We can see:
- José Ferreirós' review of C.K. Raju, Cultural Foundations of Mathematics: The Nature of Mathematical Proof and the Transmission of the Calculus from India to Europe in the 16th c. CE, in Philosophia Mathematica Volume 17, Issue 3:
In his interest to revise traditional historiography and oppose proofcentred mathematics, Raju devotes a lot of effort to questioning the existence
of Euclid and insisting that the text of the Elements originates at the
earliest in 370 CE (with Theon) or perhaps even in the tenth century. In
my opinion, this is useless and does not help advance the author’s main theses. For historical purposes, what is relevant is that Elements represents
a systematisation of a large portion of geometrical knowledge in the Greekspeaking world before the common era. (‘Euclid’ is simply the name of
its otherwise unknown author, whose dates—it is true—are dubious; incidentally,
an interesting question would be whether philologists find reason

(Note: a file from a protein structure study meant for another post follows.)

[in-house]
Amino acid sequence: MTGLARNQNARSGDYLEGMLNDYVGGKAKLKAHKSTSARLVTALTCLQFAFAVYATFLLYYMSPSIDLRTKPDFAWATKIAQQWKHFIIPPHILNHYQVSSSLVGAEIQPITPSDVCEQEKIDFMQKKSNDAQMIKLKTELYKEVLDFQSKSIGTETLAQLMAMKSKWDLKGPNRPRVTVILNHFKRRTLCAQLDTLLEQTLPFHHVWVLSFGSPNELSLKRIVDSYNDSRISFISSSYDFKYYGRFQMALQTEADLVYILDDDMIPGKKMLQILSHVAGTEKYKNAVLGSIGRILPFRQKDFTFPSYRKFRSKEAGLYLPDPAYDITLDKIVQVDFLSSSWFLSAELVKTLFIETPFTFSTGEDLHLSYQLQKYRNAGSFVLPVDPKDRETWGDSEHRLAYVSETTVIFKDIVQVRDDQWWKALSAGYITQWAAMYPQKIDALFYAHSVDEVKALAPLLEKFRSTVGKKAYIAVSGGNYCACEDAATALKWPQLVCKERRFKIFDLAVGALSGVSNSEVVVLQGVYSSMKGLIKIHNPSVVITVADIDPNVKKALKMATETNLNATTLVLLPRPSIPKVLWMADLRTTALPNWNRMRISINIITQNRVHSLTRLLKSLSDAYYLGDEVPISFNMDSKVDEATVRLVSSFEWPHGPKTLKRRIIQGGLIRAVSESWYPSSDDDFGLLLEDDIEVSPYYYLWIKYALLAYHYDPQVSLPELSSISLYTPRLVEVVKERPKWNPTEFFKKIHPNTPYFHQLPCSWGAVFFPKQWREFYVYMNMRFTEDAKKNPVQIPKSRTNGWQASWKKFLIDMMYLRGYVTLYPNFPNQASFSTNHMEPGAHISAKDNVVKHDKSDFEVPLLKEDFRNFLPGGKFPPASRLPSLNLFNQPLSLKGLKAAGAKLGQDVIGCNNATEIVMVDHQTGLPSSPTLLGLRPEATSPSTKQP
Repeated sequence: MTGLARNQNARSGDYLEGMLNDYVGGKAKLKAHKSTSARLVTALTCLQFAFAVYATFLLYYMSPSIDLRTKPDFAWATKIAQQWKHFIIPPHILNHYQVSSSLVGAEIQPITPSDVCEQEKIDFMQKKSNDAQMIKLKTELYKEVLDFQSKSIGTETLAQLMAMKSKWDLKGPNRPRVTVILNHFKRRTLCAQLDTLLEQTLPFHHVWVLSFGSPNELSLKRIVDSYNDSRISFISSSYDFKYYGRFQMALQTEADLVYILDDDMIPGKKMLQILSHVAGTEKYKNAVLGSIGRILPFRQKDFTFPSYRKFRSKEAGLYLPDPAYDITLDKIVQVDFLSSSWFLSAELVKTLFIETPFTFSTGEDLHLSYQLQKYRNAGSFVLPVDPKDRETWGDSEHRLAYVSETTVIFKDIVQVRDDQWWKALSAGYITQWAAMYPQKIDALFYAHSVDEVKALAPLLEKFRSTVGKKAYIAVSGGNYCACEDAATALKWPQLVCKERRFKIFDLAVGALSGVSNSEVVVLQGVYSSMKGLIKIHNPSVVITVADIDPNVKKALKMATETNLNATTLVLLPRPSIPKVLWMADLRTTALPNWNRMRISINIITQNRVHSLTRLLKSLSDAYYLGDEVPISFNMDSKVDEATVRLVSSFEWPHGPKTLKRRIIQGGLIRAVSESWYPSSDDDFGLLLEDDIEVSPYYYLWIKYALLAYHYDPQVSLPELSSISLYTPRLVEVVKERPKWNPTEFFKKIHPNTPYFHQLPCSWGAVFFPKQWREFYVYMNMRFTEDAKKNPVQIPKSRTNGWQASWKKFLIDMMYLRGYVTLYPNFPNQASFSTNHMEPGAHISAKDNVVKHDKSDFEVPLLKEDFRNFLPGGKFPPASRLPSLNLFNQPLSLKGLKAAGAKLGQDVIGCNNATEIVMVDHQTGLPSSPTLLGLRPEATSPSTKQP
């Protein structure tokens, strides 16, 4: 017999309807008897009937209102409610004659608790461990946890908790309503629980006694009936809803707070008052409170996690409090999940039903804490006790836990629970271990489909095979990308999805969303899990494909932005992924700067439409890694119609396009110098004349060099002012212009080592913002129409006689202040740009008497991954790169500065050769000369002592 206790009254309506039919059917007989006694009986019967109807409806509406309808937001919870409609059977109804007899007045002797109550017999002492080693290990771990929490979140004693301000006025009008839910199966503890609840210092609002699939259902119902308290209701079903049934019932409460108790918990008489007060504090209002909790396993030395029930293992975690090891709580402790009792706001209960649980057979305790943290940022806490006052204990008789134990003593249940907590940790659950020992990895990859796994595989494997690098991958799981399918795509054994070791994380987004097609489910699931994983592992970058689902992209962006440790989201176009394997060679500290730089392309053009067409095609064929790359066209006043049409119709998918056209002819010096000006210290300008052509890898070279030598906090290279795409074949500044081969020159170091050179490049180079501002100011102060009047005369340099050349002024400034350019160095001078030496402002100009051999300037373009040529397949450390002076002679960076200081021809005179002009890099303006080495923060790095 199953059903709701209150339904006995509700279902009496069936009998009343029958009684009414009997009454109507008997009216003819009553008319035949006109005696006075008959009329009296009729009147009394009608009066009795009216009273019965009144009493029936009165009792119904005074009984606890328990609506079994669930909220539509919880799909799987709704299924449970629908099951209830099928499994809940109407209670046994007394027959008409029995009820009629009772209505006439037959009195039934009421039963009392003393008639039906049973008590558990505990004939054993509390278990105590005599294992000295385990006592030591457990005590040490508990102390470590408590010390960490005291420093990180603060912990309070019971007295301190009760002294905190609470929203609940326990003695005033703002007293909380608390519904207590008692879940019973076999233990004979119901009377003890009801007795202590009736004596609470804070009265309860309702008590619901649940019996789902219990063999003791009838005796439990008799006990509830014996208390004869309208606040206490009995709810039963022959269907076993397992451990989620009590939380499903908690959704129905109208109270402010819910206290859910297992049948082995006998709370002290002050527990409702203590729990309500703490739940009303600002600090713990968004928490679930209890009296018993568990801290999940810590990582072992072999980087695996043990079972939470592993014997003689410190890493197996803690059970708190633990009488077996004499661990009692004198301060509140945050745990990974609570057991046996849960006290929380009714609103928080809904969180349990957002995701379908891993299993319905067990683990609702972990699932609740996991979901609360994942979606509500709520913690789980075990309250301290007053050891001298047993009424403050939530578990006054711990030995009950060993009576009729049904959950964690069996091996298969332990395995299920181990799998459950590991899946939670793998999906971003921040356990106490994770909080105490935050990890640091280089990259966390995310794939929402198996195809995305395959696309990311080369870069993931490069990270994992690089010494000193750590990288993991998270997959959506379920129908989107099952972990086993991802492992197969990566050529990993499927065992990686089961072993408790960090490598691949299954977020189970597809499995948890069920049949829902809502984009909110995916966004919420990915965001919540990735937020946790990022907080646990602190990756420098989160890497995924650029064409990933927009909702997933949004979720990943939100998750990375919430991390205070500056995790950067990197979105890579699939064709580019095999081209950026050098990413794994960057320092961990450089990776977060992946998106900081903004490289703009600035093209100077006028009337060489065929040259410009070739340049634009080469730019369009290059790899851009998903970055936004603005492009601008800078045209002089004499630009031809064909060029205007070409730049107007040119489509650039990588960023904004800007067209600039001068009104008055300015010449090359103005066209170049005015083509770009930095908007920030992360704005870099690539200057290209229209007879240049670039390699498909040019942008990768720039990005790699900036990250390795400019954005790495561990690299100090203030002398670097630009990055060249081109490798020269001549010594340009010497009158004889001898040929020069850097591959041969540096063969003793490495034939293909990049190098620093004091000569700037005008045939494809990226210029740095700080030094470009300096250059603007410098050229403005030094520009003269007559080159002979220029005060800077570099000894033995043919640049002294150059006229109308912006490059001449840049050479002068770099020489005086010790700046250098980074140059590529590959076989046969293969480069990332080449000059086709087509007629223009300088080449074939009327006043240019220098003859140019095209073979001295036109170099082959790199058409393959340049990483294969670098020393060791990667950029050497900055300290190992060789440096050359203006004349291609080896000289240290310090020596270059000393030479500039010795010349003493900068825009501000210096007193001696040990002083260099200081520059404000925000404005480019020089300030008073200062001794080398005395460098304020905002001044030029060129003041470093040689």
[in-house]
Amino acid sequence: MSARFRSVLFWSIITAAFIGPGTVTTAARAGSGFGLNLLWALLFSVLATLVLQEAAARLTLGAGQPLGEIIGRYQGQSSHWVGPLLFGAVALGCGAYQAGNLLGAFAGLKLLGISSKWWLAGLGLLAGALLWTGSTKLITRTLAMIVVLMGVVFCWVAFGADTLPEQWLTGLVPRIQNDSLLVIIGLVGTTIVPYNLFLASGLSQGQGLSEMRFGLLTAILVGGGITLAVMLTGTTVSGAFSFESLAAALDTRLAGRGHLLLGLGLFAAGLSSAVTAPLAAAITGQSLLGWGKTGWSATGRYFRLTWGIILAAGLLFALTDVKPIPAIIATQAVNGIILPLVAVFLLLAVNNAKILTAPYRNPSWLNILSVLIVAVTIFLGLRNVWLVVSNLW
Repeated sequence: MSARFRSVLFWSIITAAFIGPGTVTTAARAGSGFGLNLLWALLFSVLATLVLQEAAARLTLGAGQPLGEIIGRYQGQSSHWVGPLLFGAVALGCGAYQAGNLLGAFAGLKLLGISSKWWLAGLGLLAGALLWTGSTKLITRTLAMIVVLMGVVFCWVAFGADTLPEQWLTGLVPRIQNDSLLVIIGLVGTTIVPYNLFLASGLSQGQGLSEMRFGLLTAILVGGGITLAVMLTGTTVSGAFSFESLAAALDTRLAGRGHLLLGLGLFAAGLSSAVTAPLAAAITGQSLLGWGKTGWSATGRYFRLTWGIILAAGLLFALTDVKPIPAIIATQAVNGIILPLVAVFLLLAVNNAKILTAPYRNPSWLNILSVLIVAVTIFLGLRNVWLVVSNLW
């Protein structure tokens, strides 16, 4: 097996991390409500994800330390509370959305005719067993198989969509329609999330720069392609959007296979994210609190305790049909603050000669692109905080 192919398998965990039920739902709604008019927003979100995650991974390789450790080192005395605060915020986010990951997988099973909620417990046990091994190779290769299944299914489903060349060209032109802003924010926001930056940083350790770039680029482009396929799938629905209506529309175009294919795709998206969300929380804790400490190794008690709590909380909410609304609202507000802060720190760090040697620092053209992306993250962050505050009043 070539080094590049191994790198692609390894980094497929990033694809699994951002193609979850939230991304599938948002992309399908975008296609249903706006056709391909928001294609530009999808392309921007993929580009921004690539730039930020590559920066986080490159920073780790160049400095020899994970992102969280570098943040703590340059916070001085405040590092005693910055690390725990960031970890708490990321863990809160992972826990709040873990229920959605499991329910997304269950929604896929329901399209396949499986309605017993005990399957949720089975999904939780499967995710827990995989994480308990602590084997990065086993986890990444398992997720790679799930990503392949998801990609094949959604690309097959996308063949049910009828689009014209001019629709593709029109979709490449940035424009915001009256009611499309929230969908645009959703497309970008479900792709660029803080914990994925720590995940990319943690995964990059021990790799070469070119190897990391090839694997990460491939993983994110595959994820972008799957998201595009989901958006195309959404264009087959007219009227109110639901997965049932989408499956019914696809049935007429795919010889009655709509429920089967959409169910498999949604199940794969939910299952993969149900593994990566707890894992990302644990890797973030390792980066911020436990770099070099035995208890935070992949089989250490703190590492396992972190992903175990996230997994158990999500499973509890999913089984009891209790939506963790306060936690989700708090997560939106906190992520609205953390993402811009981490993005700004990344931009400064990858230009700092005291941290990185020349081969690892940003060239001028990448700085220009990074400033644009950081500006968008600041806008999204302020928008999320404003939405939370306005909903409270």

to think that the text of Elements was written by different authors.) Raju
insists on the idea that Proclus’s views represent the original philosophy
of mathematics in the Elements (p. 25), and he overemphasizes the connections
between geometrical proof, Platonism, and Christian religion.
Regarding specifically the possibility that Euclid "the man" was a forgery is totally irrelevant: we know quite nothing about him, but we have "the book": Elements, and its value does not change if it was written by someone else (but in any case by some ancient Greek: we have testimonies...).
If the Elements has been "falsified", this fact does not change of a iota the meaning of its content: the theorems. It is not the same thing as saying that the Holy Bible has not been written by some ancient prophets and in reality is a late Hellenistic forgery.
Regarding in general the approach to history (and history of science as well), my humble opinion is that history is like any other science: conjectures and hypotheses are fundamental, and new insight and a fresh point of view can be useful and necessary, but there is a golden rule: all must be checked with facts.